Gladwell Moore’s Guide to Girls (2)

By: Peggy Nelson
December 19, 2009

Last week’s advice was not for everyone, Gladwell Moore recognizes that. What if you don’t want to be a playa? What if you just want one, the one, with whom you can hang out at the café, redecorate the loft in Williamsburg, and take home to Mom as the final blow to your brother in the “cool” sweepstakes? Is that so wrong?


[P.T. Barnum]

Let Gladwell Moore help you help yourself.

Ok first, don’t memorize any sports scores. Second, move to San Francisco. San Francisco is a very good place for you, even the nerds have harems out there. But you don’t want a harem you say, you just want the one? No worries. Don’t hang out in your apartment, get out to the café with your computer. Work on your iPhone app, work on your novel, but – in the café. Well maybe it isn’t actually a novel, maybe it’s your memoirs, but since you’re only 27 you don’t have too many. But, you have excellent computer skills. Gladwell Moore has two words for you: copy, and paste. Once your blog is over two pages, it’s a memoir. Meanwhile, keep your peripheral vision sharp, and man up your patience. These are your secret weapons, patience and the periphery, which you have been perfecting since junior high. Gladwell Moore advises you again to look to the past for helpful models, but a little further back this time. Think medieval siege.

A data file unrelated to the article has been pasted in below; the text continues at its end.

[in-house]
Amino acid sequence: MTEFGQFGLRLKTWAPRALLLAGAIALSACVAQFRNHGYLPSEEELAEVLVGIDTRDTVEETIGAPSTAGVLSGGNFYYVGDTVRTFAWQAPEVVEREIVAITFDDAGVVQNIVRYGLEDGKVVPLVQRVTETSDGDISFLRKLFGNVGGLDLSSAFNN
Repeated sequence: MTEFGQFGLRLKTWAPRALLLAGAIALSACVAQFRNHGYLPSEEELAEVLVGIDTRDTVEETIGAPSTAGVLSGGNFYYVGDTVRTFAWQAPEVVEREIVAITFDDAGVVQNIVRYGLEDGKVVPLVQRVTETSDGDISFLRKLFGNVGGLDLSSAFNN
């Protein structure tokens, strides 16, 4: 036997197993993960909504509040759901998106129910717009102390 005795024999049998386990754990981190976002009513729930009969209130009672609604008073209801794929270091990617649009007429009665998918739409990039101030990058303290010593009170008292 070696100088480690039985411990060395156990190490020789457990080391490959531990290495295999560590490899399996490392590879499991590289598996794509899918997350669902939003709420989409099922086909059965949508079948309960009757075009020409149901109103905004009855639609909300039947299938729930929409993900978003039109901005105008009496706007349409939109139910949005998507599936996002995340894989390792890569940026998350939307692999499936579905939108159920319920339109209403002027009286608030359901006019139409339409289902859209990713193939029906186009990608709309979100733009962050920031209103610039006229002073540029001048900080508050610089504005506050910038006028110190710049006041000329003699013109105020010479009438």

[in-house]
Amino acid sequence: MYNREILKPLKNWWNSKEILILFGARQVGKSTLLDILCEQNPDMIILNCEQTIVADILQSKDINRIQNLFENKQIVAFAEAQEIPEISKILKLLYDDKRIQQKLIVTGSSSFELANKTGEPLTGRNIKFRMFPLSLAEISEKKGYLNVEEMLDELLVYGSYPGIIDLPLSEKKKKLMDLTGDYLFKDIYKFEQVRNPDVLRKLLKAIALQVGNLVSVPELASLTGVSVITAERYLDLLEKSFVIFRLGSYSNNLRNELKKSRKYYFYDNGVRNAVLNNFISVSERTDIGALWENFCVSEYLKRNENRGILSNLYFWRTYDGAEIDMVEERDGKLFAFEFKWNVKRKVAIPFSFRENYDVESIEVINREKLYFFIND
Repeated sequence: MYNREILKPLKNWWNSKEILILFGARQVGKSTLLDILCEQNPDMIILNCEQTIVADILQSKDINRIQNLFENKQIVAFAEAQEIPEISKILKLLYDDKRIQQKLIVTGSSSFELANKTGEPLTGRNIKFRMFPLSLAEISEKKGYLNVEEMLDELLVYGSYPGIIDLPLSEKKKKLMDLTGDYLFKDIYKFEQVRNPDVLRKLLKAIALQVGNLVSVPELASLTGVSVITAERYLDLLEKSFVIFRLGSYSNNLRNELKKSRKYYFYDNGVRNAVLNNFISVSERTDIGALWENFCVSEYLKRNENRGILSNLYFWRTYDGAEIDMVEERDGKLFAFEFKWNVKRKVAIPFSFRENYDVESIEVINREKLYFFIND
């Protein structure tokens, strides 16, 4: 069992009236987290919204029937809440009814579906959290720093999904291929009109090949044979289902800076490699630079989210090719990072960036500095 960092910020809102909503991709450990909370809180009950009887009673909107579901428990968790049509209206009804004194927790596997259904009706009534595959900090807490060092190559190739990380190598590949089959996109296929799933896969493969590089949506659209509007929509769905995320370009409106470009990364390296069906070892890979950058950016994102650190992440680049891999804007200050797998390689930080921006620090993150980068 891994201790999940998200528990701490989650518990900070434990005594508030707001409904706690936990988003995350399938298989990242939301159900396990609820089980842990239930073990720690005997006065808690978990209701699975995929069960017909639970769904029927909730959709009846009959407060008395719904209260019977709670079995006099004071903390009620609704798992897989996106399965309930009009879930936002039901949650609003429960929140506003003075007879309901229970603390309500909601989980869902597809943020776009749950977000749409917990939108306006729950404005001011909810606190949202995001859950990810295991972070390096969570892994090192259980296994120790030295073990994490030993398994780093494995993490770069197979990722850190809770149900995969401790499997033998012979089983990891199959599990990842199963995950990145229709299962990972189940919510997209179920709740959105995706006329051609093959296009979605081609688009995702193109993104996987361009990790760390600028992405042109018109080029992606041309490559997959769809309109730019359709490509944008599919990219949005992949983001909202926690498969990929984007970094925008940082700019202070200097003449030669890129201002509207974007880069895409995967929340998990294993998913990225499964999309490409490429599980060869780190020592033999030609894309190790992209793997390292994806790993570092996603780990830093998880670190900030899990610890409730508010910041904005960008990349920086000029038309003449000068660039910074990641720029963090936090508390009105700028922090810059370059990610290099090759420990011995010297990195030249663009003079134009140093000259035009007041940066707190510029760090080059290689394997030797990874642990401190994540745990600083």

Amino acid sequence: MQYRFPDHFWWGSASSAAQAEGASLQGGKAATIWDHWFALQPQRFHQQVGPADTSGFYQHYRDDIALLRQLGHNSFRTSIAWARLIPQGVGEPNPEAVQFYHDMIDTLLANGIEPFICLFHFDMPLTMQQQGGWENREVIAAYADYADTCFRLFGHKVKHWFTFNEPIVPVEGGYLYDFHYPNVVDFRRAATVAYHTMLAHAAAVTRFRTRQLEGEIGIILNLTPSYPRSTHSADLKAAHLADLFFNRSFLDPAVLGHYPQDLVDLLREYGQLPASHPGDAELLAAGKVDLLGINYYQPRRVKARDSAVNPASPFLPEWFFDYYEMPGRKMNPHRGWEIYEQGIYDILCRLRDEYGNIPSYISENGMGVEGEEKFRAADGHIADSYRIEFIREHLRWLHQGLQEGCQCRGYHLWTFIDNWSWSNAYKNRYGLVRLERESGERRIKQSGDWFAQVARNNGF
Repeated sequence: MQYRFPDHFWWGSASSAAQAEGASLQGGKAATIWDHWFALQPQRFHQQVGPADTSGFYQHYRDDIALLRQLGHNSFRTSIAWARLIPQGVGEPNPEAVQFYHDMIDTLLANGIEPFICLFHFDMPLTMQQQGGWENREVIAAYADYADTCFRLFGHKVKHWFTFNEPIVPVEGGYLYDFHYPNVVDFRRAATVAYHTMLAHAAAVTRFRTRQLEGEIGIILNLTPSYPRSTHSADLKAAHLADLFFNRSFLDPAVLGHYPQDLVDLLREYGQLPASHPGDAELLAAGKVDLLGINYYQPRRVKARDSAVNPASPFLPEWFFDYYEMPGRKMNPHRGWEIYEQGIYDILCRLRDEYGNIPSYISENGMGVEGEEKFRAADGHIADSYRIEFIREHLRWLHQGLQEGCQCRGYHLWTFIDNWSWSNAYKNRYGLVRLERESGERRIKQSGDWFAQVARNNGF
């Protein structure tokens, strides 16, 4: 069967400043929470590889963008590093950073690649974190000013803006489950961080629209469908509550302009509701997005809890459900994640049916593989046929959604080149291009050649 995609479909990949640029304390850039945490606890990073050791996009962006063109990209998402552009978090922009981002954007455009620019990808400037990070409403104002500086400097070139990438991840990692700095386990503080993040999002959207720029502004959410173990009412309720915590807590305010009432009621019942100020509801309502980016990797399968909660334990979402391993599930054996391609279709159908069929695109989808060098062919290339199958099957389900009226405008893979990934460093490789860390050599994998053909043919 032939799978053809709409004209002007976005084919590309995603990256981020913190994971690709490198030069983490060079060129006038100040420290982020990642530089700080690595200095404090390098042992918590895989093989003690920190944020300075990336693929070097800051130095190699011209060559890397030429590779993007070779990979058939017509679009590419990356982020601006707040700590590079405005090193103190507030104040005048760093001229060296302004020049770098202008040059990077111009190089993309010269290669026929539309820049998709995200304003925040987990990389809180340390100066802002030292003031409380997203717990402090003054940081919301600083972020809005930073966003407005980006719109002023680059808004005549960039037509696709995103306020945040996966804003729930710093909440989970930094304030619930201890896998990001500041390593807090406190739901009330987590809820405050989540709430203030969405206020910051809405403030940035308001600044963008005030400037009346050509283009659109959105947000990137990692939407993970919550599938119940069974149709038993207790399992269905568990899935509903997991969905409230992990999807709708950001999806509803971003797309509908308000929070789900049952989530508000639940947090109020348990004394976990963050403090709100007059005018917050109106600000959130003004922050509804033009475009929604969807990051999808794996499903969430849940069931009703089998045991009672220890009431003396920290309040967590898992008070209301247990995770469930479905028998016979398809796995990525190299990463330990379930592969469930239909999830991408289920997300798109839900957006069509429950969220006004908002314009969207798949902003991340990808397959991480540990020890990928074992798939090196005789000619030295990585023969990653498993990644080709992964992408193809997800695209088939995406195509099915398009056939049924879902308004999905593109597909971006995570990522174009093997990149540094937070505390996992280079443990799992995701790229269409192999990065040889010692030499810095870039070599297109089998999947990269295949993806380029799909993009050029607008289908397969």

Ok, you picked a café. Do not despair, she is there. Do not chase after her, just watch, and wait. What you are watching for is not eye contact or her accidentally knocking your Carhartt jacket off the chair or whether you order the same kind of soy chai. You are not even watching for her. You are watching for the baby boomers. These are the guys who had their heyday in the 70s, and it was so great they haven’t left yet. “All those café girls,” to paraphrase Wooderson in Dazed and Confused, “they just stay the same age.” These guys are easy to identify, chains glinting in grey chest hair, crazy shirts untucked, and Serious Lines. Seriously. “What’s your sign?” “Want to drop everything and sail around the world?” “Hey, are you one of those hippie chicks who likes music, and dancing . . .?” “Um, are you done with that section of the paper?” Gladwell Moore is not making this up, it’s High Noon at the Oasis.


[still from High Noon, dir. Fred Zinnemann, 1952]

The girl they circle around? The ginger-eyed geriatric magnet? That’s her. And you will be her champion, simply by virtue of your later birth date. You are a baby of the baby-boomers, and when they’ve worn her down enough, she will grant you her colors.


Ok, so she moved in, you let her art-direct the wedding, and then you moved back into the apartment with better appliances. But now you want to have a baby? And you know you’re just throwing money away, shouldn’t you start looking for a house?

To paraphrase Herzog’s bullet, these are not significant problems. Gladwell Moore knows what your real problem is: have you turned into your parents? Are you still cool?


[Fran and Dan from – definitely cool – Ed.]

Well, they may have been awesome, but Gladwell Moore is a professional, and can see their mistake. They weren’t trying hard enough!

You, however, will make the middlebrow meta-move of making a movie of your memoirs! About meeting a girl, and getting married, and having a baby, and buying a house. You will then promote it insisting that it is absolutely nothing like your life at all, it’s a staggeringly complete work of genius fiction. (While giving your brother a nougie in the back seat when Mom’s not looking. You have so totally won.)

Oh, and be sure to make at least 5 million dollars when your blog is optioned for the film. You’ll need it for a house in the Bay Area.


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